February 19, 2008

It Depends On How One Views Death

E.J. Dionne wonders whether John McCain may have his priorities askew in the upcoming election. By focusing on terrorism as the "transcendent challenge", McCain may misunderstand the concerns of ordinary Americans in 2008 and make himself irrelevant, Dionne argues:

Whether McCain is right or wrong matters to everything the United States will do in the coming years. It is incumbent upon McCain to explain what he really means by "transcendent challenge."

Presumably, he's saying that Islamic extremism is more important than everything else -- the rise of China and India as global powers, growing resistance to American influence in Europe, the weakening of America's global economic position, the disorder and poverty in large parts of Africa, the alienation of significant parts of Latin America from the United States. Is it in our national interest for all these issues to take a back seat to terrorism?

McCain makes his claim even stronger when he uses the phrase "21st century." Does he mean that in the year 2100, Americans will look back and say that everything else that happened in the century paled in comparison with the war against terrorism?

But such a debate won't happen unless Barack Obama and Hillary Clinton challenge McCain's assertion directly and offer an alternative vision. There is reason to suspect they might fear doing so. They shouldn't.

Dionne may prove accurate in his analysis. He may see the American public as increasingly tired of fighting terrorists, and more interested in pocketbook issues. Other areas of foreign policy might have more appeal, especially the re-run of the Japanophobia of the 1980s as the Sinophobia of today.

But does that make Dionne right? Let me ask it this way. How many people think that the rise of China as an economic power might kill 3,000 Americans in New York on a bright late-summer morning? Do people believe that the purported alienation of Latin America will bring a car-bomb attack on Americans in Buenos Aires? Will the supposed "growing resistance" to American influence in Europe wind up killing 200 people in embassies in Africa?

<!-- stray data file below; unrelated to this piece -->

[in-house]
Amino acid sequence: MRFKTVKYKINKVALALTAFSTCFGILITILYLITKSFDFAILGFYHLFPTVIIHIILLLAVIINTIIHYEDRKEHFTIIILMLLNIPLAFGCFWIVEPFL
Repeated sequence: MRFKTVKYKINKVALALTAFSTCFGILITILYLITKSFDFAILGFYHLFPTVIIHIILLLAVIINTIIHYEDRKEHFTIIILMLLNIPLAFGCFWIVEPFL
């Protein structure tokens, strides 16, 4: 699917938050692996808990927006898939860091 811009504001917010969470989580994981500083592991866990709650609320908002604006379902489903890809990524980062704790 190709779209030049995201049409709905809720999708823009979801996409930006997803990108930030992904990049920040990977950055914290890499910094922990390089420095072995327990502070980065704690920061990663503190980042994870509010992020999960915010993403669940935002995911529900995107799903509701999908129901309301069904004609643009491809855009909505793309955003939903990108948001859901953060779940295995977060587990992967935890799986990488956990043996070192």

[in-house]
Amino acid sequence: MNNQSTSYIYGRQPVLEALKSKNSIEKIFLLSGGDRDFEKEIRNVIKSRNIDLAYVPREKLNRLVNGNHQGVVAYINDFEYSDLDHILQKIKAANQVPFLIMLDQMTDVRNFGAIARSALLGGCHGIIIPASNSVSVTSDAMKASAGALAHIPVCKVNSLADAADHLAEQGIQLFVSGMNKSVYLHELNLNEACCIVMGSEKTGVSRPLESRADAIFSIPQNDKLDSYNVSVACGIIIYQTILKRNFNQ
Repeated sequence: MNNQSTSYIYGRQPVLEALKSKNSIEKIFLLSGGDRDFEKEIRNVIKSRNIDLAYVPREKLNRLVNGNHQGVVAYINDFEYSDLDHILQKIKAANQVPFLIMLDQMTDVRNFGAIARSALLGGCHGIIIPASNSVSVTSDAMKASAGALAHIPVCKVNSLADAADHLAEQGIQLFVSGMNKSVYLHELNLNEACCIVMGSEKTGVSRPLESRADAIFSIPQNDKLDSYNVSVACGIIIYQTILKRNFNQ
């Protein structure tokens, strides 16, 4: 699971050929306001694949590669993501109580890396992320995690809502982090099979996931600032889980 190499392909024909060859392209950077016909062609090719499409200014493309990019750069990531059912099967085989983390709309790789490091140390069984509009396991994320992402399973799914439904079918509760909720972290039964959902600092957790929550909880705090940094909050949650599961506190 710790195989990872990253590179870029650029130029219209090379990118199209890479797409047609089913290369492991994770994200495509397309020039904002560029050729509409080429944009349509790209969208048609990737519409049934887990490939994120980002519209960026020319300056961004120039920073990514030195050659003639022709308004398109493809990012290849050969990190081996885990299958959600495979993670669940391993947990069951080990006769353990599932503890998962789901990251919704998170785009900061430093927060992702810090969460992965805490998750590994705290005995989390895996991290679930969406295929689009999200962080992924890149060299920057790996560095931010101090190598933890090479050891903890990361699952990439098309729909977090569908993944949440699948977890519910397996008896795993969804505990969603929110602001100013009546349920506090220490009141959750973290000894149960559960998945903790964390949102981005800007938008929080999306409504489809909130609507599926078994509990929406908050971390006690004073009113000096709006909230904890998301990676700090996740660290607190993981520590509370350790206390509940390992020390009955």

Of course not. In truth, the issues that Dionne mentions remain with us regardless of whether terrorists exist or not, and they're addressable at the same time. McCain will undoubtedly address these foreign-policy issues during his campaign. That doesn't make them more important than terrorism, or especially less urgent.

What a difference we see between September 12, 2001 and today! On that day and for the next few years, we couldn't wait to accuse people in and out of government of treating terrorism exactly the way Dionne suggests the Democrats should treat it now. The departure of 3,000 Americans into the dust of New York City put terrorism at the center of our consciousness for the first time, despite a string of attacks on American assets over the previous eight years. We spoke about connecting dots, institutional apathy, and a lack of focus.

Now, six years later, we have forgotten that terrorism kills. It doesn't just put us in a bad trading position, as if tthat's anything new. It doesn't just annoy people in Latin America. Terrorism kills Americans, hundreds and thousands at a time, and terrorists plan on killing many more of us if we get complacent about it. If John McCain reminds us of that and people don't listen, eventually we may discover in a very grisly manner just how right he is -- and just how bad our attention span got after 9/11.


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» Best advice (from a GOP perspective) so far in 2008 for the eventual Democratic nominee from BeldarBlog
Columnist E.J. Dionne, in today's WaPo, gives us an op-ed entitled A 'Challenge' Worth Challenging, in which he writes: [O]ne of John McCain's favorite lines — his declaration that the transcendent challenge of the 21st century is radical Islamic extre... [Read More]

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